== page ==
"I don't know why they are saying this," she said. "I think on the one hand, it is part of the wacky strategy, just say all these crazy things and maybe you can get some people to believe you."
Trump camp muted
Trump responded to the incident for the first time on Monday morning, but his initial comments were relatively muted for the Republican nominee who has repeatedly brought up Clinton's health and stamina on the campaign trail.
"I really just don't know. I hope she gets well soon," Trump told Fox News in an interview when asked about the incident, adding later, "Something is going on but I just hope she gets well and gets back on the trail, and we'll be seeing her at the debate." Trump also said he would be releasing to the public results from a doctor's physical he received last week.
Throughout Sunday Trump and surrogates were quiet about Clinton's health. Sources involved in Trump's campaign said they want to be respectful about the health of his Democratic rival.
One said the campaign's message was to wish Clinton well and hope she gets the necessary medical care.
Another source said surrogates have been instructed to be respectful and not to post on social media about Clinton's health incident.
Separately someone familiar with the situation said staff was instructed to keep quiet and not post anything negative on social media about the issue -- with termination a potential consequence for doing so.
Trump himself has not tweeted about Clinton's health Sunday, and this afternoon while he visited a firehouse he refused to comment on her health. "I don't know anything about it, don't know anything about it," he told reporters.
Trump's running mate, Indiana Gov. Mike Pence, refused to acknowledge reporters' questions Sunday about Clinton and her health at an awards ceremony that he presided over in Indianapolis.
Green Party presidential candidate Dr. Jill Stein issued a statement Monday wishing Clinton the best.
"In this extraordinary campaign cycle, where the stakes are so high and the media can be merciless, it can be easy to forget that presidential candidates are human beings too," Stein said.
The most recent major health problem Clinton has suffered was a scare in 2012 following a concussion that resulted from a fainting spell -- but she is in good health now, according to a statement from her doctor that Clinton's campaign released in July 2015.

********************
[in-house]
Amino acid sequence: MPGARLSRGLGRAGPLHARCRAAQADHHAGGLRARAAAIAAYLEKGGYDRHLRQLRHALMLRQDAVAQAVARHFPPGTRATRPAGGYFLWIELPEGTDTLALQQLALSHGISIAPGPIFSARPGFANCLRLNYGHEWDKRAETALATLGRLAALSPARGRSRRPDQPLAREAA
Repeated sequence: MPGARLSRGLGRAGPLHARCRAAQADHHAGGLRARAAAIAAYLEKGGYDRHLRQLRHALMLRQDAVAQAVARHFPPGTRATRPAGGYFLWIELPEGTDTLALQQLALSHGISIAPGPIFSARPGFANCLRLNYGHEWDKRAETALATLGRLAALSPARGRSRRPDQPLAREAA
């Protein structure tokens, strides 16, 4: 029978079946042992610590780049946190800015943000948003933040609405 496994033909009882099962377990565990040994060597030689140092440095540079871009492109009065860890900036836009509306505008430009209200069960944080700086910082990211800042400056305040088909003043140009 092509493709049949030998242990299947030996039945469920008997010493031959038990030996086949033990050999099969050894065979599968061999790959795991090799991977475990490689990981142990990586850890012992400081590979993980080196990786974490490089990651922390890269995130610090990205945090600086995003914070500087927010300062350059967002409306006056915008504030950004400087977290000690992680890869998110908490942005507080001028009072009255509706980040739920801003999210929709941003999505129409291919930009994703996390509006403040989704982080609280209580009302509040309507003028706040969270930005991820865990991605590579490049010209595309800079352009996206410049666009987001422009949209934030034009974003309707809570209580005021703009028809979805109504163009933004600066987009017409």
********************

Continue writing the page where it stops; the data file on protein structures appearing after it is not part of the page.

"Mrs. Clinton is a healthy 67-year old female whose current medical conditions include hypothyroidiam and seasonal pollen allergies," wrote Dr. Lisa Bardack, Clinton's doctor since 2001, in a health statement provided by Clinton's campaign.
The health statement says the blood clot, also known as a thrombosis, that Clinton suffered between her brain and skull following a fainting spell and concussion in late 2012 is completely resolved.
"She had follow-up testing in 2013, which revealed complete resolution of the effects of the concussion as well as total dissolution of the thrombosis. Mrs. Clinton also tested negative for all clotting disorders," Bardack writes.
But as a precaution, Clinton remains on daily blood thinners, something her husband previously revealed. Clinton takes Coumadin, the brand name for the blood thinner warfarin. She also takes Armour Thyroid for her hypothyroidism, antihistamines and Vitamin B12.
Clinton has no known drug allergies, does not smoke, use tobacco products or illicit drugs and drinks occasionally, according to Bardack, who also details her exercise regime: yoga, swimming, walking and weight training.
Clinton is up to date on health tests, including a colonoscopy and a few other tests not often seen in a presidential candidate's health disclosure: gynecologic exam, mammogram and breast ultrasound.
She received her most recent physical exam on March 21, 2015, according to the the statement. Her blood pressure was 100/65. Her heart rate was 72 and her EKG was normal. Her total cholesterol was 195, with an LDL ("bad cholesterol") of 118, and an
HDL ("good cholesterol") of 64 and triglycerides of 69.
"She is in excellent physical condition and fit to serve as President of the United States," Bardack's letter concludes.
This story has been updated.